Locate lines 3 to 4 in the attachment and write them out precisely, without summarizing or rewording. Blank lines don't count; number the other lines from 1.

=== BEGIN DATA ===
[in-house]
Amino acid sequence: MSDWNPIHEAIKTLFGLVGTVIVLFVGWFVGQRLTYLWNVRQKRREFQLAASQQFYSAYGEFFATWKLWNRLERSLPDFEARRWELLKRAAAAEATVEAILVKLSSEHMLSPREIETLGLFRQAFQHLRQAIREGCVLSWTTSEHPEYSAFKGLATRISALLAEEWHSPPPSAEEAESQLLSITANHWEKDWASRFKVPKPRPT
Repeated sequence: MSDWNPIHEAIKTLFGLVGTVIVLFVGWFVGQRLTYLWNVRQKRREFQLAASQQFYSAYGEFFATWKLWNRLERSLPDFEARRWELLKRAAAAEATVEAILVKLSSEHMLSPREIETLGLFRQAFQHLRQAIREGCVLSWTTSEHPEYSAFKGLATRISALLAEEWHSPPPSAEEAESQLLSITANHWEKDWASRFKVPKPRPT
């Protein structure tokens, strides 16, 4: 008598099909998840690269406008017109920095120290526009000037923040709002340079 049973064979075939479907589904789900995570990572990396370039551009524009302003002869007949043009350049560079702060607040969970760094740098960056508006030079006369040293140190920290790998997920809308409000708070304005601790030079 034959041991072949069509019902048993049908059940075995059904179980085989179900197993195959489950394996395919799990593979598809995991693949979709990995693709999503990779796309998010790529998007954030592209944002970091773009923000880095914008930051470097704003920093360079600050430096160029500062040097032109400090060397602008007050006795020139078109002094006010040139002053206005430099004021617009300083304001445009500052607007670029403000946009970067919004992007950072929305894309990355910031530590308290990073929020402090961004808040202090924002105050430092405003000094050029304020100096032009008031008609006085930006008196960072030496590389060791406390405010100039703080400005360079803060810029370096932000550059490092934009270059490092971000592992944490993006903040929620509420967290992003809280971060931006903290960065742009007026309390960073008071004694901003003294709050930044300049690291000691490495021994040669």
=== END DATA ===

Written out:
Repeated sequence: MSDWNPIHEAIKTLFGLVGTVIVLFVGWFVGQRLTYLWNVRQKRREFQLAASQQFYSAYGEFFATWKLWNRLERSLPDFEARRWELLKRAAAAEATVEAILVKLSSEHMLSPREIETLGLFRQAFQHLRQAIREGCVLSWTTSEHPEYSAFKGLATRISALLAEEWHSPPPSAEEAESQLLSITANHWEKDWASRFKVPKPRPT
């Protein structure tokens, strides 16, 4: 008598099909998840690269406008017109920095120290526009000037923040709002340079 049973064979075939479907589904789900995570990572990396370039551009524009302003002869007949043009350049560079702060607040969970760094740098960056508006030079006369040293140190920290790998997920809308409000708070304005601790030079 034959041991072949069509019902048993049908059940075995059904179980085989179900197993195959489950394996395919799990593979598809995991693949979709990995693709999503990779796309998010790529998007954030592209944002970091773009923000880095914008930051470097704003920093360079600050430096160029500062040097032109400090060397602008007050006795020139078109002094006010040139002053206005430099004021617009300083304001445009500052607007670029403000946009970067919004992007950072929305894309990355910031530590308290990073929020402090961004808040202090924002105050430092405003000094050029304020100096032009008031008609006085930006008196960072030496590389060791406390405010100039703080400005360079803060810029370096932000550059490092934009270059490092971000592992944490993006903040929620509420967290992003809280971060931006903290960065742009007026309390960073008071004694901003003294709050930044300049690291000691490495021994040669």